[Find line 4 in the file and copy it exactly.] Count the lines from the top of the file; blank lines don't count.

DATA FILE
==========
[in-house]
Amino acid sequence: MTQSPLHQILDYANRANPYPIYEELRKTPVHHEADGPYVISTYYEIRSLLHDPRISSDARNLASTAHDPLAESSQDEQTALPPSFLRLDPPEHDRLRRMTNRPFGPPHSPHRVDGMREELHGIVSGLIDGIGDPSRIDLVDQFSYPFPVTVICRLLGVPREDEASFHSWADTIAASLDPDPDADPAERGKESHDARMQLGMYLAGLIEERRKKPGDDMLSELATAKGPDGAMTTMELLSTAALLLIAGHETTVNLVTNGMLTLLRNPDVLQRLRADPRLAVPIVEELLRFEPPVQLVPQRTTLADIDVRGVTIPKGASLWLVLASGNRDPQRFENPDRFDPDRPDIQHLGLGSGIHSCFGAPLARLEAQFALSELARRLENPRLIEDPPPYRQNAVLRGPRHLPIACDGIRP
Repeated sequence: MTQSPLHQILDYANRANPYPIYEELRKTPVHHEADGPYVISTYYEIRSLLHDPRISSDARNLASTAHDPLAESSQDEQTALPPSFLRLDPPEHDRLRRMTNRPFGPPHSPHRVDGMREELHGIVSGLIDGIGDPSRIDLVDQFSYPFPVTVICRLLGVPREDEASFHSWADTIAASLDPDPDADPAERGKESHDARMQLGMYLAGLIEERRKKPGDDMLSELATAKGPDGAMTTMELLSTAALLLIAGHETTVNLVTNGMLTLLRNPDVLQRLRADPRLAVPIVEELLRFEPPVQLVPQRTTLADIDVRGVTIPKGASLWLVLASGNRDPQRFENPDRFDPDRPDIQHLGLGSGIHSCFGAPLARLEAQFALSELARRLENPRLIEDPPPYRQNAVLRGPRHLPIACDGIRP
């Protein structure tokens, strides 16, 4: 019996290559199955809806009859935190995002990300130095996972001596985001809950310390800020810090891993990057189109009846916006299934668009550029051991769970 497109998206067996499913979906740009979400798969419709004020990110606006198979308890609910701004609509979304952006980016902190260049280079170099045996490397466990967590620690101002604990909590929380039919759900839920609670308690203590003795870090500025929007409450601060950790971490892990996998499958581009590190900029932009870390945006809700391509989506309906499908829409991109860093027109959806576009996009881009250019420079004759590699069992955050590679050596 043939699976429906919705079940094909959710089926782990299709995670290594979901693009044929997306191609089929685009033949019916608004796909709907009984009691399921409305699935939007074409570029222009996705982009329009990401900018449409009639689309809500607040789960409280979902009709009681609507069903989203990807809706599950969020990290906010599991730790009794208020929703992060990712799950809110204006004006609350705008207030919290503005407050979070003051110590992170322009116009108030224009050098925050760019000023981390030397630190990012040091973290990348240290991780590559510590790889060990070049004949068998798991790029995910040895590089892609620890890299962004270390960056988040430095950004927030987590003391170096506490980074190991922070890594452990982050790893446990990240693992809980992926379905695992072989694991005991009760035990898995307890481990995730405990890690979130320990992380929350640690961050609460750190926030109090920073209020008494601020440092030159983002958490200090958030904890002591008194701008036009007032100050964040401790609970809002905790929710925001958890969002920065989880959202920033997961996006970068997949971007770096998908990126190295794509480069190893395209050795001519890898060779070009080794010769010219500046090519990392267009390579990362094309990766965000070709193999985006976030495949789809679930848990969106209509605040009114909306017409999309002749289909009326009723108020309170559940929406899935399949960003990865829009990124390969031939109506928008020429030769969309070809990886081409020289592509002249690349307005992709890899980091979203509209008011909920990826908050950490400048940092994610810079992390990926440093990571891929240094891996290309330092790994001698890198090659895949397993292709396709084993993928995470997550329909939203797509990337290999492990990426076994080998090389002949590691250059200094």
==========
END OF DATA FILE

């Protein structure tokens, strides 16, 4: 019996290559199955809806009859935190995002990300130095996972001596985001809950310390800020810090891993990057189109009846916006299934668009550029051991769970 497109998206067996499913979906740009979400798969419709004020990110606006198979308890609910701004609509979304952006980016902190260049280079170099045996490397466990967590620690101002604990909590929380039919759900839920609670308690203590003795870090500025929007409450601060950790971490892990996998499958581009590190900029932009870390945006809700391509989506309906499908829409991109860093027109959806576009996009881009250019420079004759590699069992955050590679050596 043939699976429906919705079940094909959710089926782990299709995670290594979901693009044929997306191609089929685009033949019916608004796909709907009984009691399921409305699935939007074409570029222009996705982009329009990401900018449409009639689309809500607040789960409280979902009709009681609507069903989203990807809706599950969020990290906010599991730790009794208020929703992060990712799950809110204006004006609350705008207030919290503005407050979070003051110590992170322009116009108030224009050098925050760019000023981390030397630190990012040091973290990348240290991780590559510590790889060990070049004949068998798991790029995910040895590089892609620890890299962004270390960056988040430095950004927030987590003391170096506490980074190991922070890594452990982050790893446990990240693992809980992926379905695992072989694991005991009760035990898995307890481990995730405990890690979130320990992380929350640690961050609460750190926030109090920073209020008494601020440092030159983002958490200090958030904890002591008194701008036009007032100050964040401790609970809002905790929710925001958890969002920065989880959202920033997961996006970068997949971007770096998908990126190295794509480069190893395209050795001519890898060779070009080794010769010219500046090519990392267009390579990362094309990766965000070709193999985006976030495949789809679930848990969106209509605040009114909306017409999309002749289909009326009723108020309170559940929406899935399949960003990865829009990124390969031939109506928008020429030769969309070809990886081409020289592509002249690349307005992709890899980091979203509209008011909920990826908050950490400048940092994610810079992390990926440093990571891929240094891996290309330092790994001698890198090659895949397993292709396709084993993928995470997550329909939203797509990337290999492990990426076994080998090389002949590691250059200094």